I have not brought sunscreen to South by, and fearing sunburn, I wear jeans and a jacket. I sweat like a fool and get some “Honey, clearly you’re not from around here” looks, which I return with one that expresses, “Believe me, I know it’s 85 degrees and sunny and I look completely ridiculous.”
Once the sun dies down, I change into the floral romper I bought from a small boutique to cool off. Paired with the cowboy boots and the trucker hat I accumulated at some point in the last five days, the look is perfect: as weird as Austin itself.
Catherine (see Day 2) and a classmate of mine meet up at a concert in the backyard of TOMS, which has a vibe somewhere between Brooklyn, New York, Portland, Oregon, and Venice, California with the beverage selection of PBR beer, Underwood wine, and bottles of Suja juice. To my total surprise, the closing act is a guest my cohost and I had interviewed 10 days before for the podcast. I had yet to see her perform live with her band. It was awesome.
The city starts to show signs of transitioning from the Interactive to the Music part of SXSW. After dinner, I witness my first show of drunken nudity since I arrived. As I pack at home, I am grateful that I did not follow through in volunteering for the Music portion of the festival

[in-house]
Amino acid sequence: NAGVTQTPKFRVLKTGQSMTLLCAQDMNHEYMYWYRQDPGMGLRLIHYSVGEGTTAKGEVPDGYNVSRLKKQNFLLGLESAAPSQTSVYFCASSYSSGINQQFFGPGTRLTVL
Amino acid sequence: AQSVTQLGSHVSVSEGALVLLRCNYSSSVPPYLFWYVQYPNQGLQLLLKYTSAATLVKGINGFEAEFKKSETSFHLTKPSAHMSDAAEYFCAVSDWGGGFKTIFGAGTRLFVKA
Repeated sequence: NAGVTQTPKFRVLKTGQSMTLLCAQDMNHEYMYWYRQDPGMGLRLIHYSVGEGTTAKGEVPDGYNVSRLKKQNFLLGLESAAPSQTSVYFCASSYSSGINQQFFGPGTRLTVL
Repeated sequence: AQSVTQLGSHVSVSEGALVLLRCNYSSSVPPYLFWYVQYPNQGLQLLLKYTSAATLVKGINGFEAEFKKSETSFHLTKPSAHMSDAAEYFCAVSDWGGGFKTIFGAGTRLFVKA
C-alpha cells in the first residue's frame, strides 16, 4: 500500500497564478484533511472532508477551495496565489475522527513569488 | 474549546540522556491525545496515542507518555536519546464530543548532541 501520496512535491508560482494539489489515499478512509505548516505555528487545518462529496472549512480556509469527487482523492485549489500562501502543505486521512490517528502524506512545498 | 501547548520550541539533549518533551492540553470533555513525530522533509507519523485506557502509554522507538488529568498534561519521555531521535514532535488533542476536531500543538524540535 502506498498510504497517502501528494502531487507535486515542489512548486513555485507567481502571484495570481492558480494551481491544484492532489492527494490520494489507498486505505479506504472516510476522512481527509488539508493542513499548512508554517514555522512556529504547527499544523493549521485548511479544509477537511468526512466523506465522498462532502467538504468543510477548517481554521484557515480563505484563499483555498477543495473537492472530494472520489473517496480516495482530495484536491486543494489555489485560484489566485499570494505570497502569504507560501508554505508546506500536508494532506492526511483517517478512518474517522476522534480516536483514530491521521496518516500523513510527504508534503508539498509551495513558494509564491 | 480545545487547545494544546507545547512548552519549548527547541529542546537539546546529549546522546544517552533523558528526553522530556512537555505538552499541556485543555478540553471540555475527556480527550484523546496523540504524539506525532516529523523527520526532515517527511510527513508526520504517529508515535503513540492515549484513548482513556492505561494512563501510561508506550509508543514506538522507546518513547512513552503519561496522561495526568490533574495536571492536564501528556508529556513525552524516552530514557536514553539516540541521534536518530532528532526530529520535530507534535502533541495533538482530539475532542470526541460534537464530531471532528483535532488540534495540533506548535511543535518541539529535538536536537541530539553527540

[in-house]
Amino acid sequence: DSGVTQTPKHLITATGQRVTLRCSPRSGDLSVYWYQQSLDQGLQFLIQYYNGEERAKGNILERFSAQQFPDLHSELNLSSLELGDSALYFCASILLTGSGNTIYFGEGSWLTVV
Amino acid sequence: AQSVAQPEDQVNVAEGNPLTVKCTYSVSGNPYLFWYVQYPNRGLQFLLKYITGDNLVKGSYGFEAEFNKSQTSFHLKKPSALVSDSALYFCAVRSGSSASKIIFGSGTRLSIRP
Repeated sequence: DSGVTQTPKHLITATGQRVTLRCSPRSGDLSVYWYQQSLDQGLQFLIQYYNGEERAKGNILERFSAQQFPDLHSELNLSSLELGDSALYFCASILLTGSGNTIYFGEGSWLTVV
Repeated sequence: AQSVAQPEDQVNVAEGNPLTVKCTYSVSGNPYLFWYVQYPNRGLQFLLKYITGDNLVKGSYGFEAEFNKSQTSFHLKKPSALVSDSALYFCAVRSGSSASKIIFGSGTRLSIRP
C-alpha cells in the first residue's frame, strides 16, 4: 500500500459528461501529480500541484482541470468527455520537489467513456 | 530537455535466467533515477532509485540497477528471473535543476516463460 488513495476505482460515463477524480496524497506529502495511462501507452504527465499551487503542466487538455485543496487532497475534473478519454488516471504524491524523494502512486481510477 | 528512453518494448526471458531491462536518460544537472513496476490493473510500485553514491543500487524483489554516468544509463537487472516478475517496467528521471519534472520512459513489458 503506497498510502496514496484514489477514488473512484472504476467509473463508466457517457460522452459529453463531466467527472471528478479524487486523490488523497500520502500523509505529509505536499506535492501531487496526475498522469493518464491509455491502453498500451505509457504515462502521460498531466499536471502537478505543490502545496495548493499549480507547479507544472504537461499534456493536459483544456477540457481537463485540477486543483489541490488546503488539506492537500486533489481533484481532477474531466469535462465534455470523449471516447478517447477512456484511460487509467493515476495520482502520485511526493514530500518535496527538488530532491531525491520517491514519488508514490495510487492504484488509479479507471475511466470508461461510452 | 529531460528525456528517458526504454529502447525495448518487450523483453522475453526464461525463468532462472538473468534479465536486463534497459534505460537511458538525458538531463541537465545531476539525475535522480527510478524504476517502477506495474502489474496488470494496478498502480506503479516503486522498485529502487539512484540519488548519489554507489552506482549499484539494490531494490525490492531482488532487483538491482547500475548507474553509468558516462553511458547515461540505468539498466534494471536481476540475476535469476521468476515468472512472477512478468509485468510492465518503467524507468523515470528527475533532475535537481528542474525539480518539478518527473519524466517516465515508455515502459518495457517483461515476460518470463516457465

Day 1 of Recovery from Interactive: March 16
At 4:45AM, I reached the Austin-Bergstrom Airport, exhausted, with a significant sleep deficit and a significant addition of weight to my checked baggage on account of tech company swag. The smell of barbecue and breakfast tacos was radiating from the people in line with me at the Security Checkpoint.
I think, “Did I really survive this?” Looks like it.
Day 9 of Recovery from Interactive: March 24
I think, “Could I really do it all again next year?” Absolutely.
Originally published at www.erica-zendell.com on March 24, 2016.